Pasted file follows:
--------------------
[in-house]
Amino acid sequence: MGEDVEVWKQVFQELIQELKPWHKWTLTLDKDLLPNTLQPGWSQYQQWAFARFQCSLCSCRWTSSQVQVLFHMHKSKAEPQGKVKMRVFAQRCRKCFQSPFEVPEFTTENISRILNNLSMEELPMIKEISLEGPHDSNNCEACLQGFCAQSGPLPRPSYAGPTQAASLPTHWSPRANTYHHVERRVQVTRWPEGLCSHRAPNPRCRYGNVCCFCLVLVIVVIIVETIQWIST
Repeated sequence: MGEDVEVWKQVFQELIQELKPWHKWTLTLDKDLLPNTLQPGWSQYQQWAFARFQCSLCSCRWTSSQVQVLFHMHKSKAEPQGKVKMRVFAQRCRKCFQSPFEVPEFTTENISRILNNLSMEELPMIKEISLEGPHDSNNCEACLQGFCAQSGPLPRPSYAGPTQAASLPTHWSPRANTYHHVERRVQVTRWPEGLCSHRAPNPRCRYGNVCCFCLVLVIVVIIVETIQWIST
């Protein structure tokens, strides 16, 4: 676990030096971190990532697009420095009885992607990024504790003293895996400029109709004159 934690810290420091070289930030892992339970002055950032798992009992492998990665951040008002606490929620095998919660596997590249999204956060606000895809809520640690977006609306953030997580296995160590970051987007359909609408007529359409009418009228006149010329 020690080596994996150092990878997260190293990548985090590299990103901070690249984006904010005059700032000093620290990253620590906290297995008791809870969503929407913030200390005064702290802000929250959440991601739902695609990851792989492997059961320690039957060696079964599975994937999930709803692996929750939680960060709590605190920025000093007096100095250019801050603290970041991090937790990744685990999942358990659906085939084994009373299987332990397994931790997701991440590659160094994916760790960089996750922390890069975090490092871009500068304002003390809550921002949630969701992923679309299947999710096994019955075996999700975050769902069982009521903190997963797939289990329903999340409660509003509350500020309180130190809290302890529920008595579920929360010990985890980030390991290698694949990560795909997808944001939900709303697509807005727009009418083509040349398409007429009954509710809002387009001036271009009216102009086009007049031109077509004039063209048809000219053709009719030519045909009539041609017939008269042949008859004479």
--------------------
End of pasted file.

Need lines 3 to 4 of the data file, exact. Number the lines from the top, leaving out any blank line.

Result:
Repeated sequence: MGEDVEVWKQVFQELIQELKPWHKWTLTLDKDLLPNTLQPGWSQYQQWAFARFQCSLCSCRWTSSQVQVLFHMHKSKAEPQGKVKMRVFAQRCRKCFQSPFEVPEFTTENISRILNNLSMEELPMIKEISLEGPHDSNNCEACLQGFCAQSGPLPRPSYAGPTQAASLPTHWSPRANTYHHVERRVQVTRWPEGLCSHRAPNPRCRYGNVCCFCLVLVIVVIIVETIQWIST
């Protein structure tokens, strides 16, 4: 676990030096971190990532697009420095009885992607990024504790003293895996400029109709004159 934690810290420091070289930030892992339970002055950032798992009992492998990665951040008002606490929620095998919660596997590249999204956060606000895809809520640690977006609306953030997580296995160590970051987007359909609408007529359409009418009228006149010329 020690080596994996150092990878997260190293990548985090590299990103901070690249984006904010005059700032000093620290990253620590906290297995008791809870969503929407913030200390005064702290802000929250959440991601739902695609990851792989492997059961320690039957060696079964599975994937999930709803692996929750939680960060709590605190920025000093007096100095250019801050603290970041991090937790990744685990999942358990659906085939084994009373299987332990397994931790997701991440590659160094994916760790960089996750922390890069975090490092871009500068304002003390809550921002949630969701992923679309299947999710096994019955075996999700975050769902069982009521903190997963797939289990329903999340409660509003509350500020309180130190809290302890529920008595579920929360010990985890980030390991290698694949990560795909997808944001939900709303697509807005727009009418083509040349398409007429009954509710809002387009001036271009009216102009086009007049031109077509004039063209048809000219053709009719030519045909009539041609017939008269042949008859004479």